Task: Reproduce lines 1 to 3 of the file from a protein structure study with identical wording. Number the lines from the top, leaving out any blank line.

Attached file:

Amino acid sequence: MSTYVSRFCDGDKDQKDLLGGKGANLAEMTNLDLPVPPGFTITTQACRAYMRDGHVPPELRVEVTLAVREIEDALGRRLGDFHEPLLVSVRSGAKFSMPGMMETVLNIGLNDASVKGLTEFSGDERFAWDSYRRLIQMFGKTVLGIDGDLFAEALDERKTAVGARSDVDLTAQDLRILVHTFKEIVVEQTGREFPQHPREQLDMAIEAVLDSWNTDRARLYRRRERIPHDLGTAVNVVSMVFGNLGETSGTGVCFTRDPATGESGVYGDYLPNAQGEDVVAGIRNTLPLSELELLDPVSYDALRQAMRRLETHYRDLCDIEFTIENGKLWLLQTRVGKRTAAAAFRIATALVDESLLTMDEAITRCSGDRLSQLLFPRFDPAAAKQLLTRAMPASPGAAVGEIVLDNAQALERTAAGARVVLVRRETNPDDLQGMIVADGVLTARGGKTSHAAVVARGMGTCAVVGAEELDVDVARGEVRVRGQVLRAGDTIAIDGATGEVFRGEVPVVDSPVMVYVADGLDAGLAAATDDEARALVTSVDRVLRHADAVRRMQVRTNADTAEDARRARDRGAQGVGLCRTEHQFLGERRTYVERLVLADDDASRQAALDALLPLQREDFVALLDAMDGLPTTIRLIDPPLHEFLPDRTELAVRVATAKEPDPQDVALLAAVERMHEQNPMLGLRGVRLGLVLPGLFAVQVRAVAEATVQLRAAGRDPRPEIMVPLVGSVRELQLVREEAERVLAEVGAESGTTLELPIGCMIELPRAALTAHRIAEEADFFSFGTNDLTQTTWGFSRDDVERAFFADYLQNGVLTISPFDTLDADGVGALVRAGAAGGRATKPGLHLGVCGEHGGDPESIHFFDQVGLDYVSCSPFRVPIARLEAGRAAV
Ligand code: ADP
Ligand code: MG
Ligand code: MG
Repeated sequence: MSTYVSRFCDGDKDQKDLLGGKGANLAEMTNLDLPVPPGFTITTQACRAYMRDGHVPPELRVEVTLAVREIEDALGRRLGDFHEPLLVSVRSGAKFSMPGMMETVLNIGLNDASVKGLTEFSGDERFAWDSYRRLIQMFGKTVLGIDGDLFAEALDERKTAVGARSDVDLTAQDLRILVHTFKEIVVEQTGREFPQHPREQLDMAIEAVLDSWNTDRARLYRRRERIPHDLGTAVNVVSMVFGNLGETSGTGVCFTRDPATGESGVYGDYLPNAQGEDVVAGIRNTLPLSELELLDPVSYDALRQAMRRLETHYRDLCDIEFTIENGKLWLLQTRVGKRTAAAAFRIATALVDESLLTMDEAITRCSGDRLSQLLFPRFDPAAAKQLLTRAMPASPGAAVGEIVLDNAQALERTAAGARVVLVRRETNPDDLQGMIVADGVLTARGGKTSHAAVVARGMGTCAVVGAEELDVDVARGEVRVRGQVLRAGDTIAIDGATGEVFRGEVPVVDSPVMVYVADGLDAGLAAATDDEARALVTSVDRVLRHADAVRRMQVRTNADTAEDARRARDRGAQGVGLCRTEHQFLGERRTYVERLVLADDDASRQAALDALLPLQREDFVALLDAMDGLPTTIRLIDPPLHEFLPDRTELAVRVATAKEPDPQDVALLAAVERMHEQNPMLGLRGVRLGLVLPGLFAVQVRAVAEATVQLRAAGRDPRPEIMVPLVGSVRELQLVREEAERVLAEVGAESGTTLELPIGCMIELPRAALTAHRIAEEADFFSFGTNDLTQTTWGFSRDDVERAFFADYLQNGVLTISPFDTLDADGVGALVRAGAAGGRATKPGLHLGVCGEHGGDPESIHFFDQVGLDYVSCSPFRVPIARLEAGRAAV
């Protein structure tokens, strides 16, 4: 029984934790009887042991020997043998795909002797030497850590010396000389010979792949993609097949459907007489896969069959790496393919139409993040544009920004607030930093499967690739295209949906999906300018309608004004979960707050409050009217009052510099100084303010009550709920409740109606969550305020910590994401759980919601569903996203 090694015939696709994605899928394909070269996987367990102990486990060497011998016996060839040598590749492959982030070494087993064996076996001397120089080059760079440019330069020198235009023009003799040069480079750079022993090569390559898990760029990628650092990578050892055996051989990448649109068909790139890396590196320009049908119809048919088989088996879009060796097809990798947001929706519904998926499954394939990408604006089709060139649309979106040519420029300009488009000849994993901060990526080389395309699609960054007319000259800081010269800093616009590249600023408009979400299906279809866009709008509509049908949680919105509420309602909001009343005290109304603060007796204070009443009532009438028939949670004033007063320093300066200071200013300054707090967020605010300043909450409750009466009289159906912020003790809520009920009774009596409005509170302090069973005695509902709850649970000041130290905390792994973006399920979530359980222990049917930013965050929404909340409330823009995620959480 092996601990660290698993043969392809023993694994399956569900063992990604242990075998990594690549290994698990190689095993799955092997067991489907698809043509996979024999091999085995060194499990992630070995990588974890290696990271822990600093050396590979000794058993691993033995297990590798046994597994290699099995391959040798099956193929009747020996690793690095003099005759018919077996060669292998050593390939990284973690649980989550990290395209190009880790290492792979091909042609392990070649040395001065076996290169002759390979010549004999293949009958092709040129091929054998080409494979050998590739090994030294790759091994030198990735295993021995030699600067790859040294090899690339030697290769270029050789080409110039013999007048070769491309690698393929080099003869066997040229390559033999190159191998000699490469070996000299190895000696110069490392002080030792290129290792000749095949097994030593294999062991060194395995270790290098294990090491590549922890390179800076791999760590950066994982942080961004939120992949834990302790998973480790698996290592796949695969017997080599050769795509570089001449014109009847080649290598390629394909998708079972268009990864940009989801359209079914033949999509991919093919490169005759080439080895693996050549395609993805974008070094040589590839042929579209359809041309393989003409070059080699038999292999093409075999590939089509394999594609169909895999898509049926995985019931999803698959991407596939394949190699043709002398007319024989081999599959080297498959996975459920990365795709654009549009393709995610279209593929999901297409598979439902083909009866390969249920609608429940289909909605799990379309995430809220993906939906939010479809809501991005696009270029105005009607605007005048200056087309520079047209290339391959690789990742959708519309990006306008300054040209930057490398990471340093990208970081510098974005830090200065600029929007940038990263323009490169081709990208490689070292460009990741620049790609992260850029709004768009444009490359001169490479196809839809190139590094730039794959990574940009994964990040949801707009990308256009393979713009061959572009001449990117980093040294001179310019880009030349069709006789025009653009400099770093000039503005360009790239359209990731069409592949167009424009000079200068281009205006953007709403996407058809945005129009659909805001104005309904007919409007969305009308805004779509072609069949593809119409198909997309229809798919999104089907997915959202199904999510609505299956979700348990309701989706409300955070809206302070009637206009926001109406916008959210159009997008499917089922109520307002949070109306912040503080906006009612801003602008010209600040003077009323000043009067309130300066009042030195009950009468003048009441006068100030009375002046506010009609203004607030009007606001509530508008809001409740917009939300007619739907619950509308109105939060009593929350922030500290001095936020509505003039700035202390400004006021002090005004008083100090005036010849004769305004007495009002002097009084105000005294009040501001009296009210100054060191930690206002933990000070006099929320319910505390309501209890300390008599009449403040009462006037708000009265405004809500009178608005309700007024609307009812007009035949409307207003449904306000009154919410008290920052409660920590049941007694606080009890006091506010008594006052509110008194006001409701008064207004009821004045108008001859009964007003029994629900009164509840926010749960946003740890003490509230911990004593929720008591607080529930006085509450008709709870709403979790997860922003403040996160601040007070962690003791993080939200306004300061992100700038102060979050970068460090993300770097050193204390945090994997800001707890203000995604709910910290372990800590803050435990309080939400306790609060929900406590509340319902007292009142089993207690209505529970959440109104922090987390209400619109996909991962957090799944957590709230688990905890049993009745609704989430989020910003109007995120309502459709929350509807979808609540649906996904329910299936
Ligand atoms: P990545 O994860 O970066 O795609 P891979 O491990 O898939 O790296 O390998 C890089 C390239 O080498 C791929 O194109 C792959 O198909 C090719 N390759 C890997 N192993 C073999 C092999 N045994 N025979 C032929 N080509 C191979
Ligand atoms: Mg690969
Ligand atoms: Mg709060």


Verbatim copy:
Amino acid sequence: MSTYVSRFCDGDKDQKDLLGGKGANLAEMTNLDLPVPPGFTITTQACRAYMRDGHVPPELRVEVTLAVREIEDALGRRLGDFHEPLLVSVRSGAKFSMPGMMETVLNIGLNDASVKGLTEFSGDERFAWDSYRRLIQMFGKTVLGIDGDLFAEALDERKTAVGARSDVDLTAQDLRILVHTFKEIVVEQTGREFPQHPREQLDMAIEAVLDSWNTDRARLYRRRERIPHDLGTAVNVVSMVFGNLGETSGTGVCFTRDPATGESGVYGDYLPNAQGEDVVAGIRNTLPLSELELLDPVSYDALRQAMRRLETHYRDLCDIEFTIENGKLWLLQTRVGKRTAAAAFRIATALVDESLLTMDEAITRCSGDRLSQLLFPRFDPAAAKQLLTRAMPASPGAAVGEIVLDNAQALERTAAGARVVLVRRETNPDDLQGMIVADGVLTARGGKTSHAAVVARGMGTCAVVGAEELDVDVARGEVRVRGQVLRAGDTIAIDGATGEVFRGEVPVVDSPVMVYVADGLDAGLAAATDDEARALVTSVDRVLRHADAVRRMQVRTNADTAEDARRARDRGAQGVGLCRTEHQFLGERRTYVERLVLADDDASRQAALDALLPLQREDFVALLDAMDGLPTTIRLIDPPLHEFLPDRTELAVRVATAKEPDPQDVALLAAVERMHEQNPMLGLRGVRLGLVLPGLFAVQVRAVAEATVQLRAAGRDPRPEIMVPLVGSVRELQLVREEAERVLAEVGAESGTTLELPIGCMIELPRAALTAHRIAEEADFFSFGTNDLTQTTWGFSRDDVERAFFADYLQNGVLTISPFDTLDADGVGALVRAGAAGGRATKPGLHLGVCGEHGGDPESIHFFDQVGLDYVSCSPFRVPIARLEAGRAAV
Ligand code: ADP
Ligand code: MG